By J.R. Miller
1 Kings 12
Jeroboam had a fine opportunity. He had come up from the ranks of the people through his own industry and efficiency. He was among the workmen engaged on the great public works of the nation when Solomon found him, his attention having been drawn to him by his industry and ability. He had risen, not through political influence--but by sheer worth--to a high place. Then he had been divinely pointed out--as the man to be the king of the ten northern revolting tribes. The prophet had told him that the Lord would give him this responsible place. The people had also freely turned to him and chosen him as their leader. He had the gifts and qualifications for kingship. If only he had used his opportunity aright--he might have become a great king and have built up a mighty empire.
But there was a condition, as there always is when God puts a trust into any man's hands. "I will place you on the throne of Israel, and you will rule over all that your heart desires. If you listen to what I tell you and follow my ways and do whatever I consider to be right, and if you obey my laws and commands, as my servant David did, then I will always be with you. I will establish an enduring dynasty for you as I did for David, and I will give Israel to you." But Jeroboam threw away this magnificent opportunity, and wrecked the possibilities of his own life. He might have made a brilliant story of honor and blessing for himself and the new kingdom if he had been faithful to God.
Jeroboam was a good builder. Building had been his business. When he became king, he set to work at once to build and fortify cities. "Jeroboam built Shechem . . . and built Penuel." What a pity it is that he did not stay at his building work all his life! We cannot help thinking how different the history of God's people might have been--if Jeroboam had not become king; or if, being king by divine appointment, he had walked in God's ways.
A trail of sin, however, blotted every page of the nation's story behind him. He is known as "the man who made Israel to sin." Every time his name is mentioned, this mark of dishonor is attached to it. He was put upon his throne with a holy mission. He was called to be a godly king, and then was promised honor, divine blessing, and the perpetuity of his throne. But he proved a traitor to God, and failed to carry out the divine plan for his life. He not only wrecked his own destiny--but he dragged a nation with him, down to sin and infamy. It seems a pity that he was ever discovered by Solomon and promoted to a place of honor. Better if he had remained all his life in his lowly place. He understood building cities and strengthening fortifications; had he only built morally and spiritually as well as he had built in material things, he would have been a successful king. There are many people who do this world's part of their life-work well enough--but fail utterly of their higher mission.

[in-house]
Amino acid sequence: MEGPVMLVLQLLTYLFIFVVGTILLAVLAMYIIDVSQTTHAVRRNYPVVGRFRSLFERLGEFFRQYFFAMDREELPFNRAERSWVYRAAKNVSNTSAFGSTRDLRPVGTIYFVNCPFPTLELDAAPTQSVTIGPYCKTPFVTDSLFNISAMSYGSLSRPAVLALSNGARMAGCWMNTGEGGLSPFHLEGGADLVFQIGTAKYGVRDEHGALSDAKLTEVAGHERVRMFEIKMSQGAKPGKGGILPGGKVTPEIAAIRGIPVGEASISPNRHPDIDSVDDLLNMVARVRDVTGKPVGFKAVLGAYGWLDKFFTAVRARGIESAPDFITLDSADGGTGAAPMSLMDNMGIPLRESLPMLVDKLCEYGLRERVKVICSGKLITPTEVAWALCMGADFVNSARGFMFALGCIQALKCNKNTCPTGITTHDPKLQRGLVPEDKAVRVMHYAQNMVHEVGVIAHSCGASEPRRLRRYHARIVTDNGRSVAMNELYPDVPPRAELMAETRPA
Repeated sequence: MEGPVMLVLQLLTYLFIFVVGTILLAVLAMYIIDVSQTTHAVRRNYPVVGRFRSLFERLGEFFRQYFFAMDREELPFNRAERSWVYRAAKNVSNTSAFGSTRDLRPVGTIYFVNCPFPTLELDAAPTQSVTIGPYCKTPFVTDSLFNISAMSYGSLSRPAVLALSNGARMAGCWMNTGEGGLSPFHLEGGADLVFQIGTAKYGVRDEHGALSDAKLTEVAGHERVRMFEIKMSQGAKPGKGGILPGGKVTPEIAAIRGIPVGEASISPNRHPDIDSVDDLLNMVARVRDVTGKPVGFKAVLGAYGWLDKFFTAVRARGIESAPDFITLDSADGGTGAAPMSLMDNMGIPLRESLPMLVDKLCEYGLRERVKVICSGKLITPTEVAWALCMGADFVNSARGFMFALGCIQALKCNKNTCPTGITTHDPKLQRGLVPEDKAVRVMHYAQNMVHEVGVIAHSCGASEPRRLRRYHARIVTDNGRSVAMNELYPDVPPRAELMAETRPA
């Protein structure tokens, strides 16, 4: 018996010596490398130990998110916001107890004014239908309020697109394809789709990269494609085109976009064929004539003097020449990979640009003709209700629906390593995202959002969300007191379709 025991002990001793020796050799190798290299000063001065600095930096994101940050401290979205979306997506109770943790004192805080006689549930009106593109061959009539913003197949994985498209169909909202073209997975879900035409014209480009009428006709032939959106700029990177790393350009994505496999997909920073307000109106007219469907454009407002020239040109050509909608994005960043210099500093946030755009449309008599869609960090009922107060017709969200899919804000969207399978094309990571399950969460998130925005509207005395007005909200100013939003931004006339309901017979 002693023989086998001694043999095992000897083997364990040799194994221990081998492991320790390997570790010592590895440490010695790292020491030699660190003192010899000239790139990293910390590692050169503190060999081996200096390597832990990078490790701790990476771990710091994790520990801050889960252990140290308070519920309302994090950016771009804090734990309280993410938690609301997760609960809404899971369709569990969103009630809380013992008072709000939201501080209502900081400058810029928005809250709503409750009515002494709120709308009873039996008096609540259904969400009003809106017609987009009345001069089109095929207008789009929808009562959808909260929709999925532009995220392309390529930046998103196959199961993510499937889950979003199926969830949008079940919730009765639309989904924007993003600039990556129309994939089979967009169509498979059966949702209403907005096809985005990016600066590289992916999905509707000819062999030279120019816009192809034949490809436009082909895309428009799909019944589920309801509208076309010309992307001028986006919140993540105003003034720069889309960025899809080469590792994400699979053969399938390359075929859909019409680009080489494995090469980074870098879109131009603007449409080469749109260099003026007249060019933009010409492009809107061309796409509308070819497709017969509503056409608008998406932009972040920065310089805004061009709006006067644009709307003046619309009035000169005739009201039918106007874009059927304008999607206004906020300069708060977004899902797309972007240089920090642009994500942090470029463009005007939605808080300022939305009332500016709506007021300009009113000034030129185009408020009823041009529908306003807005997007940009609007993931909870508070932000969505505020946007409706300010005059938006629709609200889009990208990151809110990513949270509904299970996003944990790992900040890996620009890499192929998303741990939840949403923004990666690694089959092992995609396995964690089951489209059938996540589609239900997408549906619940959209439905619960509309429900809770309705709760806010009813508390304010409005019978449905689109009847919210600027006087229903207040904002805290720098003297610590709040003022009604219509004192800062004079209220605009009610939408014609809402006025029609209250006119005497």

We must do our common work conscientiously. We are sure that Jesus was a good carpenter and did the work of His trade most honestly and carefully. But He had a higher mission than carpentering. There are fine carpenters, who are neglectful of their spiritual duties. No life is a success--which does not build for heaven. Bricks and stones and timbers--will not make eternal habitations. It is right to do one's work well--but if one's work on the heavenly side is neglected meanwhile, the result will be disastrous in the end. The record of Jeroboam's enterprise, is all eclipsed by the black spots of his great moral failure.
Jeroboam wanted to keep his people loyal and faithful to him, and set about devising ways of encouraging such loyalty and devotion. He thought he saw danger in the people's returning to the feasts in Jerusalem. He feared that if this were still permitted, that they would be drawn back to their former allegiance to the southern kingdom of Judah. He knew that they would not be satisfied without some system of worship. They had been accustomed to go to Jerusalem to the great feasts, and these observances had a tremendous hold upon them. If they had no place of worship of their own, they would continue to go to the temple and would gradually drift back to Judah. "Jeroboam said in his heart. Now . . . if this people go up to offer sacrifices in the house of Jehovah at Jerusalem, then will the heart of this people turn again unto the Lord."
It is true that old religious faiths die hard. Religious ties are very strong. When bred in the blood and fiber, it is almost impossible to break them. Those who have been brought up with strong religious habits from their infancy--can scarcely by any power be turned entirely away from these habits in later life. This is one reason why children should be trained from the cradle to obey God, and engage in His service. They may then for a time be drawn away from good paths by the world's temptations--but they will almost surely come back in the end. Jeroboam was right in his impression that the people would be apt to drift back to the old altars, unless he provided something in place of what they had left. Yet this was no justification for the sin into which he led them. If he had been loyal to God--he would have sought the counsel of some wise and godly men, and have devised some plan to provide for his people religious worship, which would have the divine approval.